Mueller and the Bourgeoisie

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“If [Robert] Mueller doesn’t land a single additional indictment (and, to be clear, I think there will be more), he will have conducted one of most important counterintelligence investigations in U.S. history, something that will stand with cases like Aldrich Ames or the Rosenbergs,” Garrett Graff, the journalist and author of a book about the F.B.I., wrote this weekend.

“We should not allow Trump allies to minimize, downplay, or distract from what Mueller has already found — corruption and criminality at the heart of American politics,” Graff added.

Also: “Too many people have been waiting for Robert Mueller to formally say what we already know to be true: The levels of corruption, conflict of interest, and untruth in this administration are without parallel,” Slate’s Dahlia Lithwick writes. And this Lawfare guide, from Mikhaila Fogel, Susan Hennessey, Quinta Jurecic and Benjamin Wittes, offers four principles for understanding Mueller’s forthcoming work.

[Listen to “The Argument” podcast every Thursday morning, with Ross Douthat, Michelle Goldberg and David Leonhardt.]

The state of the haute bourgeoisie

Is today’s upper middle class — that is, high-earning professionals who don’t tend to have major wealth — more similar to the truly wealthy or to the actual middle class? That question has been the subject of a big debate in recent years.

On one side are writers like Richard Reeves and my colleague David Brooks, who argue that the upper middle class is flourishing. On the other side are people like the economist Thomas Piketty and Senator Bernie Sanders, who say that the important divide is instead between the 1 percent and everyone else.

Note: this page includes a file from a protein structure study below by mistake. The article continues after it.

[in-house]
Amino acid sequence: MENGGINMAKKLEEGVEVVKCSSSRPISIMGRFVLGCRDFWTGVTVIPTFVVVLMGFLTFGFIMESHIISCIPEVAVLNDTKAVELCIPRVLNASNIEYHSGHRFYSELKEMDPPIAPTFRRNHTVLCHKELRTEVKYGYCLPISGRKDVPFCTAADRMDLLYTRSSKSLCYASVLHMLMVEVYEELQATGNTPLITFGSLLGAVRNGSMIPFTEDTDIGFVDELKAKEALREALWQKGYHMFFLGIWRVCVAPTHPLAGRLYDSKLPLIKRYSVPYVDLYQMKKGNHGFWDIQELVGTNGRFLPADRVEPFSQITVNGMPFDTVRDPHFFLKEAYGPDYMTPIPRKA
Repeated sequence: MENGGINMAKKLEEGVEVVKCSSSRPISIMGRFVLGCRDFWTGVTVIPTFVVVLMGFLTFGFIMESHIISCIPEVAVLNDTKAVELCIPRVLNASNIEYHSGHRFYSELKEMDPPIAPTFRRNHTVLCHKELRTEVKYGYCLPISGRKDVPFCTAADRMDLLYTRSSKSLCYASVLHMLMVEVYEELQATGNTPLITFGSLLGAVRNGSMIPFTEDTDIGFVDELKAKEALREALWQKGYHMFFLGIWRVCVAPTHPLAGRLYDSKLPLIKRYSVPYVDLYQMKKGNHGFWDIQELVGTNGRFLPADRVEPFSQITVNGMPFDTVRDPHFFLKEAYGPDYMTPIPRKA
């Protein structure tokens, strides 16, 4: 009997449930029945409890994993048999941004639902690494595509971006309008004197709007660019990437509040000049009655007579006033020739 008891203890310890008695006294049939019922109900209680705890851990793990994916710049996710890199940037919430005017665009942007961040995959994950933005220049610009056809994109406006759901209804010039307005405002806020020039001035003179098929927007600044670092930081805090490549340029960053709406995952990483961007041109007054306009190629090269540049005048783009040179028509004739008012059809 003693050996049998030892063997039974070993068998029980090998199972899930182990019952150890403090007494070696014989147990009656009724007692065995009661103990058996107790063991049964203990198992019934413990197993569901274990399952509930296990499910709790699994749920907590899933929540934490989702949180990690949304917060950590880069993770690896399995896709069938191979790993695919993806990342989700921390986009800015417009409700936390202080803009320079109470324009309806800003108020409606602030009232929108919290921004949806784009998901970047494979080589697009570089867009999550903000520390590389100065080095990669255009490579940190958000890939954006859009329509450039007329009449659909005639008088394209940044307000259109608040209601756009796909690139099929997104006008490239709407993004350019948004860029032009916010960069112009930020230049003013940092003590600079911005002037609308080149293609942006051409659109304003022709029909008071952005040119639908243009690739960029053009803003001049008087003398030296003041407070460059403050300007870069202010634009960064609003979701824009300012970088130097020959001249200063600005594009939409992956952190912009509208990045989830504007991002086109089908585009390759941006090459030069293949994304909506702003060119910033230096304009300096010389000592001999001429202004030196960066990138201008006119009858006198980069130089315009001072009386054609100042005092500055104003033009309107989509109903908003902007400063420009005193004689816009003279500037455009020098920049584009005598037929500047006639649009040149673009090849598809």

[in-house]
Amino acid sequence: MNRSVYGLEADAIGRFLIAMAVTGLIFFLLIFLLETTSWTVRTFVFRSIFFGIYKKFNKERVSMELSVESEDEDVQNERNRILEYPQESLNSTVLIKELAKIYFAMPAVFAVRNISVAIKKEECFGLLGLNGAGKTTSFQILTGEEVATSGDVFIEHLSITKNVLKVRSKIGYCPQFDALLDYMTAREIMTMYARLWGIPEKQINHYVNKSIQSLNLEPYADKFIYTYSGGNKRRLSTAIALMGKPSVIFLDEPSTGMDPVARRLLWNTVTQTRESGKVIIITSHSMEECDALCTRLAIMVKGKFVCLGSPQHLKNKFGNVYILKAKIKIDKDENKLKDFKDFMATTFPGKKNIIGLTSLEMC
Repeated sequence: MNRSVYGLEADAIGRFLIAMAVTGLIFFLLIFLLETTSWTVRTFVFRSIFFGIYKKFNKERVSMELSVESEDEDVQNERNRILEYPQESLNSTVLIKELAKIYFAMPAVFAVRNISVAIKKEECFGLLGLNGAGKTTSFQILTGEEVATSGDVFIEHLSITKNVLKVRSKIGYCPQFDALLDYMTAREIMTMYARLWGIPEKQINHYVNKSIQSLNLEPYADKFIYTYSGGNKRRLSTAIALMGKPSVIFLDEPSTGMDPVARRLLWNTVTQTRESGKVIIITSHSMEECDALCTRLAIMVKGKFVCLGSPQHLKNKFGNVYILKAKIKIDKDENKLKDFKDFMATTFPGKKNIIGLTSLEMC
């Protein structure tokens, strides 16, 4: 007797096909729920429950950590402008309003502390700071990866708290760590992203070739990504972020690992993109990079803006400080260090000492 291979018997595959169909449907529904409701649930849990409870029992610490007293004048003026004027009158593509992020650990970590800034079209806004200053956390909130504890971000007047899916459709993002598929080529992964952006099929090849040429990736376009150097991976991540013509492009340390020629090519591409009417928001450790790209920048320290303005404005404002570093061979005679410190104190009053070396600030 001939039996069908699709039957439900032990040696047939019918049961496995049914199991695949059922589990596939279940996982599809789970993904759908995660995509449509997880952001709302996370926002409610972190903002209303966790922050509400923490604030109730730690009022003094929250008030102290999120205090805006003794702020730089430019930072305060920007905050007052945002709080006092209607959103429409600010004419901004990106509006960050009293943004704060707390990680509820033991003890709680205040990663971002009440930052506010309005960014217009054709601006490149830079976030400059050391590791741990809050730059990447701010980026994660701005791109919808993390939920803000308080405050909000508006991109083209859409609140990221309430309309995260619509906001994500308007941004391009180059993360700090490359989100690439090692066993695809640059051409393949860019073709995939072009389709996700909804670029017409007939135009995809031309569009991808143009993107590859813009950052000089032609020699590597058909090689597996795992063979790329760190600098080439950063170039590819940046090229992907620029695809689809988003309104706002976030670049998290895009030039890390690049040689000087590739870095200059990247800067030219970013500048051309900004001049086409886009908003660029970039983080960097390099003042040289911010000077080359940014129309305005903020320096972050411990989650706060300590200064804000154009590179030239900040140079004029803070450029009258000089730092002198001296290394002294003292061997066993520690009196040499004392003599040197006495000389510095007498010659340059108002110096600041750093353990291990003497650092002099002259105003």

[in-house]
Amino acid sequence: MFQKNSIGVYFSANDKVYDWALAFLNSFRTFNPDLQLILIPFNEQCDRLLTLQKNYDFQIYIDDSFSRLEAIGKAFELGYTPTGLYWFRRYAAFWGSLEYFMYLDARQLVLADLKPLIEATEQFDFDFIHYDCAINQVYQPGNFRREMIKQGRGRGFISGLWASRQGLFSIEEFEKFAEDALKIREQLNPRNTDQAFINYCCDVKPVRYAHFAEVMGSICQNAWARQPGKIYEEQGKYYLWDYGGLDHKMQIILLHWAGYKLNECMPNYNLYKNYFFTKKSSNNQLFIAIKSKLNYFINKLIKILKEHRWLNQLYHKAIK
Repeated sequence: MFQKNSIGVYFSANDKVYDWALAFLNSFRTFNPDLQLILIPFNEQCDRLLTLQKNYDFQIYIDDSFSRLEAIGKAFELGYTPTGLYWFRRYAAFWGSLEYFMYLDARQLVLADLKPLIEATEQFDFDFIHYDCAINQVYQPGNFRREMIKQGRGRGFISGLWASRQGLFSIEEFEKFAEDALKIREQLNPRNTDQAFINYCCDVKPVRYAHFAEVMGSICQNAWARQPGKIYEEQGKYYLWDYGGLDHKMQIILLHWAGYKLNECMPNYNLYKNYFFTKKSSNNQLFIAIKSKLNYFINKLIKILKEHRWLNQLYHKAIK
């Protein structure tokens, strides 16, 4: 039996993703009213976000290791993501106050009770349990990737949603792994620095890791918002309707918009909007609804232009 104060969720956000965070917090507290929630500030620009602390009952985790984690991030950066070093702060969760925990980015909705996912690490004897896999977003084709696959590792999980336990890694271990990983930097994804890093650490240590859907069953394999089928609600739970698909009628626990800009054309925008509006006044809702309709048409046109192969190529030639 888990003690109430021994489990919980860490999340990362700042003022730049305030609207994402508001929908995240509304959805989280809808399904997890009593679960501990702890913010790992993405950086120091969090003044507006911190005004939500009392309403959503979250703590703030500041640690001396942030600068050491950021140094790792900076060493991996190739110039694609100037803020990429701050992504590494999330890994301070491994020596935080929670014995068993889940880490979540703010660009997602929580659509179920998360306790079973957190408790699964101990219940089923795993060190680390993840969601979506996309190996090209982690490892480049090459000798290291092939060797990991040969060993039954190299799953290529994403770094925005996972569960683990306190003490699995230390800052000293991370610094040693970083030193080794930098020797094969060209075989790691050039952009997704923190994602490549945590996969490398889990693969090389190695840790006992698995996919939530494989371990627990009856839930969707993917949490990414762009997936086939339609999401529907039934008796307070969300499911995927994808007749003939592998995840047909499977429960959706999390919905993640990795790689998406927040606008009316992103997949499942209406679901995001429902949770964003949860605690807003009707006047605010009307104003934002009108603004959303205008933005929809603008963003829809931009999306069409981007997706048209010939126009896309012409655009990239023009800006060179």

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I offer my answer to the question in my latest column. I think both sides have a point, but that it’s a mistake to divide the country into only two basic income groups. To make grand pronouncements about the American economy, you need to talk about three groups: the top 1 percent, the upper middle class and everyone else.

The column is based around a chart that I created with my colleague Sahil Chinoy. If you have thoughts, leave a comment alongside the column. I’ll respond to some reader comments later today.

In a related story, The Wall Street Journal’s Paul Kiernan reported this weekend: “Employee pay and benefits as a percentage of gross domestic income fell to 52.7% in last year’s third quarter, for the fourth straight quarterly decline, according to data from the Bureau of Economic Analysis. It was as high as 59% in 1970 and 57% in 2001 … While the labor share has fallen, business profits are on the rise.”

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